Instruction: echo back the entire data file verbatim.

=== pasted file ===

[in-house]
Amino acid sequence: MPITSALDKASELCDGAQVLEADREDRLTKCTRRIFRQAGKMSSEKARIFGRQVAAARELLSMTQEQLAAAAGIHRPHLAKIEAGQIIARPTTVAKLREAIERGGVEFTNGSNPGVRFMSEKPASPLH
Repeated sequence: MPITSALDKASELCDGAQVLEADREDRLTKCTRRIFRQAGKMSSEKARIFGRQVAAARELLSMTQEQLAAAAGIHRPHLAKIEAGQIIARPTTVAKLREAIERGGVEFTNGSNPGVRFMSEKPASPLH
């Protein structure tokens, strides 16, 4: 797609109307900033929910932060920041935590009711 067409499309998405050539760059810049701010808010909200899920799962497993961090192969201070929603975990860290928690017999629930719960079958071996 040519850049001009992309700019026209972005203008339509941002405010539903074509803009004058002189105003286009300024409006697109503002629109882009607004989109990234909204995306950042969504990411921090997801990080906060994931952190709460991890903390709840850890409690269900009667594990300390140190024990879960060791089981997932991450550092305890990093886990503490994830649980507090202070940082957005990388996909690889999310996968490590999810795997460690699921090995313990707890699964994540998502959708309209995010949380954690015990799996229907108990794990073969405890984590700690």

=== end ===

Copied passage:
[in-house]
Amino acid sequence: MPITSALDKASELCDGAQVLEADREDRLTKCTRRIFRQAGKMSSEKARIFGRQVAAARELLSMTQEQLAAAAGIHRPHLAKIEAGQIIARPTTVAKLREAIERGGVEFTNGSNPGVRFMSEKPASPLH
Repeated sequence: MPITSALDKASELCDGAQVLEADREDRLTKCTRRIFRQAGKMSSEKARIFGRQVAAARELLSMTQEQLAAAAGIHRPHLAKIEAGQIIARPTTVAKLREAIERGGVEFTNGSNPGVRFMSEKPASPLH
């Protein structure tokens, strides 16, 4: 797609109307900033929910932060920041935590009711 067409499309998405050539760059810049701010808010909200899920799962497993961090192969201070929603975990860290928690017999629930719960079958071996 040519850049001009992309700019026209972005203008339509941002405010539903074509803009004058002189105003286009300024409006697109503002629109882009607004989109990234909204995306950042969504990411921090997801990080906060994931952190709460991890903390709840850890409690269900009667594990300390140190024990879960060791089981997932991450550092305890990093886990503490994830649980507090202070940082957005990388996909690889999310996968490590999810795997460690699921090995313990707890699964994540998502959708309209995010949380954690015990799996229907108990794990073969405890984590700690």